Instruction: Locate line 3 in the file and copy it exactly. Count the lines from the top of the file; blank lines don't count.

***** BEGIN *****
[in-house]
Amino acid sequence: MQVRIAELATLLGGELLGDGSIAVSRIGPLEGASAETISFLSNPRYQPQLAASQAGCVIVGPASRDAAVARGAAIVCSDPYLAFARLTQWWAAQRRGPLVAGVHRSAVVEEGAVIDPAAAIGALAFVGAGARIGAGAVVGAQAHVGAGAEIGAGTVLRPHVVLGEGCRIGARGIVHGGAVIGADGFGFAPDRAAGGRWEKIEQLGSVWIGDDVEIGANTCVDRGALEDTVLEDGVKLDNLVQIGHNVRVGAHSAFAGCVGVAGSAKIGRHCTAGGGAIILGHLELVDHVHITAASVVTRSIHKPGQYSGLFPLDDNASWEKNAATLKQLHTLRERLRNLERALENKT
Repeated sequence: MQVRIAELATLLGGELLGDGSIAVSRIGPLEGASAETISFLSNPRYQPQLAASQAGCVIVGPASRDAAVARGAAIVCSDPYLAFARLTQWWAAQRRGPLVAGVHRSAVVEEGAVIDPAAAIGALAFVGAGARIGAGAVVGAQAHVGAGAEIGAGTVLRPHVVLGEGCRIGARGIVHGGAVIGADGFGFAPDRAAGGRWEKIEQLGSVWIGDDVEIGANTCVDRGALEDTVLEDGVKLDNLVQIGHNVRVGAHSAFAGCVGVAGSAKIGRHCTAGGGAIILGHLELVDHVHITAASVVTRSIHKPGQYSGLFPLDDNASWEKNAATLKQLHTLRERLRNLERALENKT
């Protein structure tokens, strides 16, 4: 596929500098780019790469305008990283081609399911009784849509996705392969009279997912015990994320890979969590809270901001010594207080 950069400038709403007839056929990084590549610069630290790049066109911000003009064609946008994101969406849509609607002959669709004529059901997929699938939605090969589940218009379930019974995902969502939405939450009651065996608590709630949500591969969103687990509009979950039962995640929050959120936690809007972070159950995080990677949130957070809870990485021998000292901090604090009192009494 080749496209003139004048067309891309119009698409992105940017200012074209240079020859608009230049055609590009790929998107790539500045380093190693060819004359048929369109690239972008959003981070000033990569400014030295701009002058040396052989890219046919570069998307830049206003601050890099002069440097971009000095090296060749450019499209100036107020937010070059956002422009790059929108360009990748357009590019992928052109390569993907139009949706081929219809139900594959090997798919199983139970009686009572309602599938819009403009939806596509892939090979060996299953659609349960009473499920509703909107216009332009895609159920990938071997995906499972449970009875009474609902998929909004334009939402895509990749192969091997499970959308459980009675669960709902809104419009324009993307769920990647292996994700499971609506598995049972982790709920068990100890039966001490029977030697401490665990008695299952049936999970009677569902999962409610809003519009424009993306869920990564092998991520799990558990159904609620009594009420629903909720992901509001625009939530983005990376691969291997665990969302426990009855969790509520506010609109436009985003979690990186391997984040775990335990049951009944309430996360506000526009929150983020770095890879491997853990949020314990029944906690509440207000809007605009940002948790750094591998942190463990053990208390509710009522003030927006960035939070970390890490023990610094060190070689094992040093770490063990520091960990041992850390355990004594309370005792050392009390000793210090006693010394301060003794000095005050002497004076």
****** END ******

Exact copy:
Repeated sequence: MQVRIAELATLLGGELLGDGSIAVSRIGPLEGASAETISFLSNPRYQPQLAASQAGCVIVGPASRDAAVARGAAIVCSDPYLAFARLTQWWAAQRRGPLVAGVHRSAVVEEGAVIDPAAAIGALAFVGAGARIGAGAVVGAQAHVGAGAEIGAGTVLRPHVVLGEGCRIGARGIVHGGAVIGADGFGFAPDRAAGGRWEKIEQLGSVWIGDDVEIGANTCVDRGALEDTVLEDGVKLDNLVQIGHNVRVGAHSAFAGCVGVAGSAKIGRHCTAGGGAIILGHLELVDHVHITAASVVTRSIHKPGQYSGLFPLDDNASWEKNAATLKQLHTLRERLRNLERALENKT